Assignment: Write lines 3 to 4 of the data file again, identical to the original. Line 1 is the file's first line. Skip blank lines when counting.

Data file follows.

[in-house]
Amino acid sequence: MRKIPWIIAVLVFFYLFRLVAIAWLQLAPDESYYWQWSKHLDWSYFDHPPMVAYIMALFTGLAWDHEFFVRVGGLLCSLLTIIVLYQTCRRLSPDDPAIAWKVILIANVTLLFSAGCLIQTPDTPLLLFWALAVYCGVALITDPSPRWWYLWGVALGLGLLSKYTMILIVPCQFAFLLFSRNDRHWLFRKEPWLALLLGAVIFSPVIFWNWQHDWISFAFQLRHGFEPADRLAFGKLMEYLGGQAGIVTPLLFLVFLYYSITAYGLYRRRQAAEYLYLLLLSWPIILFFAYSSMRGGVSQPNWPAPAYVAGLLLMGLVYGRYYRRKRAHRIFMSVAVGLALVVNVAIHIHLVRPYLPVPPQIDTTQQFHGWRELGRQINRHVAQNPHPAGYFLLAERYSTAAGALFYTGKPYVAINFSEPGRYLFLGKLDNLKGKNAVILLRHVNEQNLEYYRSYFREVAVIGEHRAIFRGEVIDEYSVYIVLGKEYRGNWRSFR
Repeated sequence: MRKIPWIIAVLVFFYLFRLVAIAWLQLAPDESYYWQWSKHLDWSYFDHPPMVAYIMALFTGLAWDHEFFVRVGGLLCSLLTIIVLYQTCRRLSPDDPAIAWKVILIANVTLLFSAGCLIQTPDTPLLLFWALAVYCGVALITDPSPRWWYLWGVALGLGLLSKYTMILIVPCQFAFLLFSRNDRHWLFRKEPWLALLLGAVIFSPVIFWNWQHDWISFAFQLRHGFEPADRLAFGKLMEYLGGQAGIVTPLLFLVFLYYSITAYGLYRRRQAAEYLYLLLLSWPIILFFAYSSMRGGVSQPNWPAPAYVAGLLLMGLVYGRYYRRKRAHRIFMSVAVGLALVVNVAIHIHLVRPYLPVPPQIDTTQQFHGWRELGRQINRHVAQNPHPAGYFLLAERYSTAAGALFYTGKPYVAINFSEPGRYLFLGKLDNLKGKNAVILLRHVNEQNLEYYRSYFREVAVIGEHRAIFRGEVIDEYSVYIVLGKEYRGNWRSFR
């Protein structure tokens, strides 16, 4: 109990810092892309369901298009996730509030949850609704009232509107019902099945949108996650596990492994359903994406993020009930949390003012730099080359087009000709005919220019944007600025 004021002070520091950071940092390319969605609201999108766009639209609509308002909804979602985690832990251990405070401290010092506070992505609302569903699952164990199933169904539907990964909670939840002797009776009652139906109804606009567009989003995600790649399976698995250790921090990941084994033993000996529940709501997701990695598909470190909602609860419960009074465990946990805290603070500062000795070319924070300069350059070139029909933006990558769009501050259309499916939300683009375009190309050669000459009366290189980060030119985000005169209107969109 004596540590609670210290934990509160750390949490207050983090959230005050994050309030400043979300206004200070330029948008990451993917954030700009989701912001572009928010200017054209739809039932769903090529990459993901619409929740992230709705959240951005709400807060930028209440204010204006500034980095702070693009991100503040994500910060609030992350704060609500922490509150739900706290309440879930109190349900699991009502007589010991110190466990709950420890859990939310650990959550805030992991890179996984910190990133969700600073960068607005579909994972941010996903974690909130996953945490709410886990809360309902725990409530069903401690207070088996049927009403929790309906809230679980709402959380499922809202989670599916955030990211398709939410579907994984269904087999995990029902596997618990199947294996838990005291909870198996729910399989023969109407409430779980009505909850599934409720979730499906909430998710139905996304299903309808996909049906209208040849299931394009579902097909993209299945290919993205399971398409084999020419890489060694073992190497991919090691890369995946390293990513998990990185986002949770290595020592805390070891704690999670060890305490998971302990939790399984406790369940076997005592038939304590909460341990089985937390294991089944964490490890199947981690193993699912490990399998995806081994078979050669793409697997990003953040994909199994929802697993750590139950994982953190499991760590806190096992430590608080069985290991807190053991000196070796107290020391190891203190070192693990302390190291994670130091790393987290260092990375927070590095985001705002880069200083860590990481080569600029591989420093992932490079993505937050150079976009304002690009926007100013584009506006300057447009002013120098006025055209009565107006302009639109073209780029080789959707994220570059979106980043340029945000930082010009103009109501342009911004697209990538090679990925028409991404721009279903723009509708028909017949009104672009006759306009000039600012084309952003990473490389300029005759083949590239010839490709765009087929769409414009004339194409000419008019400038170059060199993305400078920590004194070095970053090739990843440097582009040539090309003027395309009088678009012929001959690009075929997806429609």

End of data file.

Repeated sequence: MRKIPWIIAVLVFFYLFRLVAIAWLQLAPDESYYWQWSKHLDWSYFDHPPMVAYIMALFTGLAWDHEFFVRVGGLLCSLLTIIVLYQTCRRLSPDDPAIAWKVILIANVTLLFSAGCLIQTPDTPLLLFWALAVYCGVALITDPSPRWWYLWGVALGLGLLSKYTMILIVPCQFAFLLFSRNDRHWLFRKEPWLALLLGAVIFSPVIFWNWQHDWISFAFQLRHGFEPADRLAFGKLMEYLGGQAGIVTPLLFLVFLYYSITAYGLYRRRQAAEYLYLLLLSWPIILFFAYSSMRGGVSQPNWPAPAYVAGLLLMGLVYGRYYRRKRAHRIFMSVAVGLALVVNVAIHIHLVRPYLPVPPQIDTTQQFHGWRELGRQINRHVAQNPHPAGYFLLAERYSTAAGALFYTGKPYVAINFSEPGRYLFLGKLDNLKGKNAVILLRHVNEQNLEYYRSYFREVAVIGEHRAIFRGEVIDEYSVYIVLGKEYRGNWRSFR
């Protein structure tokens, strides 16, 4: 109990810092892309369901298009996730509030949850609704009232509107019902099945949108996650596990492994359903994406993020009930949390003012730099080359087009000709005919220019944007600025 004021002070520091950071940092390319969605609201999108766009639209609509308002909804979602985690832990251990405070401290010092506070992505609302569903699952164990199933169904539907990964909670939840002797009776009652139906109804606009567009989003995600790649399976698995250790921090990941084994033993000996529940709501997701990695598909470190909602609860419960009074465990946990805290603070500062000795070319924070300069350059070139029909933006990558769009501050259309499916939300683009375009190309050669000459009366290189980060030119985000005169209107969109 004596540590609670210290934990509160750390949490207050983090959230005050994050309030400043979300206004200070330029948008990451993917954030700009989701912001572009928010200017054209739809039932769903090529990459993901619409929740992230709705959240951005709400807060930028209440204010204006500034980095702070693009991100503040994500910060609030992350704060609500922490509150739900706290309440879930109190349900699991009502007589010991110190466990709950420890859990939310650990959550805030992991890179996984910190990133969700600073960068607005579909994972941010996903974690909130996953945490709410886990809360309902725990409530069903401690207070088996049927009403929790309906809230679980709402959380499922809202989670599916955030990211398709939410579907994984269904087999995990029902596997618990199947294996838990005291909870198996729910399989023969109407409430779980009505909850599934409720979730499906909430998710139905996304299903309808996909049906209208040849299931394009579902097909993209299945290919993205399971398409084999020419890489060694073992190497991919090691890369995946390293990513998990990185986002949770290595020592805390070891704690999670060890305490998971302990939790399984406790369940076997005592038939304590909460341990089985937390294991089944964490490890199947981690193993699912490990399998995806081994078979050669793409697997990003953040994909199994929802697993750590139950994982953190499991760590806190096992430590608080069985290991807190053991000196070796107290020391190891203190070192693990302390190291994670130091790393987290260092990375927070590095985001705002880069200083860590990481080569600029591989420093992932490079993505937050150079976009304002690009926007100013584009506006300057447009002013120098006025055209009565107006302009639109073209780029080789959707994220570059979106980043340029945000930082010009103009109501342009911004697209990538090679990925028409991404721009279903723009509708028909017949009104672009006759306009000039600012084309952003990473490389300029005759083949590239010839490709765009087929769409414009004339194409000419008019400038170059060199993305400078920590004194070095970053090739990843440097582009040539090309003027395309009088678009012929001959690009075929997806429609």